Encyclopedias are good for concise, comprehensive, factual overviews of a subject.

    *Dictionaries

    Dictionaries are good for brief definitions of words, examples of usage, etymology, which is the history of a word, and spelling dont trust your spell-checker, look it up!

    *Atlases

    Atlases are good for finding where a place is located, historical maps of an area, and maps with geographic features.

    Statistical sources

    Statistical sources are good for any type of statistics questions, such as for populations, the number of lawyers in the US, batting averages, highest mountains, etc.

    Notice that one of my examples is an almanac that was also used as an example for books of facts. Many reference sources fit into more than one category.*Chronological sources

    Chronological sources are good for finding out what happened when, what was happening at the same time as another event, and for getting an overview of a historical period.

    *Biographical sources

    Biographical sources are good for information about peoples lives.

    *Quotation sources

    Quotation sources are good for finding a good quote on a certain theme, finding the source of a quote, or finding quotes from a particular person.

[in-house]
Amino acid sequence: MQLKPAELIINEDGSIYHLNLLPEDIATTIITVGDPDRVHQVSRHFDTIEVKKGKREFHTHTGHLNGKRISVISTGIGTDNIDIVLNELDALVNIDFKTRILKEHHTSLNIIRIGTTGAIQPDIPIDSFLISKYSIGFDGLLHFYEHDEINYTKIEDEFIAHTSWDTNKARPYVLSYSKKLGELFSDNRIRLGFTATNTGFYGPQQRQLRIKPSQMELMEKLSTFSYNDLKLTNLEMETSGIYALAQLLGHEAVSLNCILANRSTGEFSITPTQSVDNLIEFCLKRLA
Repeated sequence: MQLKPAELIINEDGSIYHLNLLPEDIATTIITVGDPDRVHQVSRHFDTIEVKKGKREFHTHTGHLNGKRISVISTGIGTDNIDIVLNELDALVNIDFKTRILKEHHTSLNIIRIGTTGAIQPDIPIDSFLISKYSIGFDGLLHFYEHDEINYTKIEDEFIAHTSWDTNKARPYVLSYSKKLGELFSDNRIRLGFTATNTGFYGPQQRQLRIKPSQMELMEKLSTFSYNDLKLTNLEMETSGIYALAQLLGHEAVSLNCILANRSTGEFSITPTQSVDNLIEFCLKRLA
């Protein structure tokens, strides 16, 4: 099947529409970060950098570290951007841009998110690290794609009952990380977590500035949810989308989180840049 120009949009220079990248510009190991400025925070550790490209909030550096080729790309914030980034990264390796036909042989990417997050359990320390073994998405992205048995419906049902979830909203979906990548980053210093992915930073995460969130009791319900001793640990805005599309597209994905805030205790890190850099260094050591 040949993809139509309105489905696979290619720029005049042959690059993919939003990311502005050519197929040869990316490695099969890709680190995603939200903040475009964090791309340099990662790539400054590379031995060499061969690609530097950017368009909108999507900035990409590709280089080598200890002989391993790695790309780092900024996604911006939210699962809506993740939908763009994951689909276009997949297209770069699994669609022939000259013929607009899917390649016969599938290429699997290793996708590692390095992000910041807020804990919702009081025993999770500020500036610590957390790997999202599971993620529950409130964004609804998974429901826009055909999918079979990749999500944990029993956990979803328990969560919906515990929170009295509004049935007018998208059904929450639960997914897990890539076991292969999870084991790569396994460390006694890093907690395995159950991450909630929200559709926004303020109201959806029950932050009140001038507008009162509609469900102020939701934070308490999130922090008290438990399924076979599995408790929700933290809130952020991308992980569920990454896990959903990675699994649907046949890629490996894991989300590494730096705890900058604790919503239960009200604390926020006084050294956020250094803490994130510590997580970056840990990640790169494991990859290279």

**Literary criticism

    Literary criticism sources are good for finding literary criticism. These sources usually contain articles that first appear in scholarly journals, or books, but are later gathered together in anthologies. If you have already taken English 1B then you know all about literary criticism.

    Mission College has a handout that lists the literary criticism reference sources that are available in our library. It is a great place to start when you are required to find literary criticism for a research report.

    Other reference sources

    There are lots of reference books that do not fit into any of the previous categories, such as the Occupational Outlook Handbook, the Handbook of Chemistry and Physics, and Profiles of American Colleges, to name a few.

    While you are doing your homework this week, take a few minutes and look around the reference area you may be surprised by what you find!

    *How do you choose a reference book?